Date of Award


Degree Type


Degree Name

Doctor of Philosophy (PhD)




This dissertation focuses on the interplay between educational policy implemented by the British colonial authorities in India and the religious and ethnic communities impacted by these policies. It first considers educational policies promulgated from the earliest days of rule by the British East India Company until the Hunter Commission of 1882. Following this survey, the dissertation considers Indian reactions to these systems and colonial structures of education between 1880 and 1890. Those colonizing India had planned to use education as a means of stabilizing and strengthening their own rule on the subcontinent. As the British colonizers steadily overran the subcontinent, however, the colonial education system that developed over the course of the Raj consistently undermined this plan. This dissertation asks the question, “How did Hindu and Muslim religious and linguistic communities across Northern India view the construction of religious difference in British educational administration in the colonial system in the period from 1880 to 1890?” This broad focus on Hindu and Muslim communities narrows more specifically to the intellectual and political circles in Punjab and the North-Western Provinces.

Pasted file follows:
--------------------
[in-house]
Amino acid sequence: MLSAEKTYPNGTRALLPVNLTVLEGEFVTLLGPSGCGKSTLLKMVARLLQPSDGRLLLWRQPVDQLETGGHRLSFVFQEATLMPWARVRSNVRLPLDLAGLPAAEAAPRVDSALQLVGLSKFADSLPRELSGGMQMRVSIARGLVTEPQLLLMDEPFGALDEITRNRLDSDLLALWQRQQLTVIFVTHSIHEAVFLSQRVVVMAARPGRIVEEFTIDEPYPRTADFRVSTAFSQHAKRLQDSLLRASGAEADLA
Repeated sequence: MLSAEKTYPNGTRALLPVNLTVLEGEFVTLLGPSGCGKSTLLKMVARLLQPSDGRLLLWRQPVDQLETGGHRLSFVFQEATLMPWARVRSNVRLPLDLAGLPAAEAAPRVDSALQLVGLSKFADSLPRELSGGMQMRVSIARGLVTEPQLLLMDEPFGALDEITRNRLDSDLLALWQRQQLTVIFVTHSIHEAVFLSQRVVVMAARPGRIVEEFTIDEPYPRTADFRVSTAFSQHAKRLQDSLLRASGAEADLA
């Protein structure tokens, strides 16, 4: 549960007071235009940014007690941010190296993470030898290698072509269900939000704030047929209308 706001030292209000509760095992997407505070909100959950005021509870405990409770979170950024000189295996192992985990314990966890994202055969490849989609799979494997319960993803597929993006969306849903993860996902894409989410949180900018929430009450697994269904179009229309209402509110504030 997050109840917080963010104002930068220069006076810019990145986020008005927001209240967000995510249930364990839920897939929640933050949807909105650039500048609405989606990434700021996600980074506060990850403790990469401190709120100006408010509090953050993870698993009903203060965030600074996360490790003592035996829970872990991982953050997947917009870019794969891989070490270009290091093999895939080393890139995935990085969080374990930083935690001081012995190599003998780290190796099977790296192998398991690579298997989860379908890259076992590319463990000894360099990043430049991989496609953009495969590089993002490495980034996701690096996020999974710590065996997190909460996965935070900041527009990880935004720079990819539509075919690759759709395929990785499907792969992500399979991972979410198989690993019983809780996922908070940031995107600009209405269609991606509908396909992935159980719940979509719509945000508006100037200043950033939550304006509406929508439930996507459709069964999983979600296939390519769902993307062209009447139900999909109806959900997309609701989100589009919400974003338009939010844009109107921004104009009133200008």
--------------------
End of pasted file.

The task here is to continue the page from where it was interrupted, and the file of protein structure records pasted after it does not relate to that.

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Creative Commons License
This work is licensed under a Creative Commons Attribution-Noncommercial-No Derivative Works 3.0 License.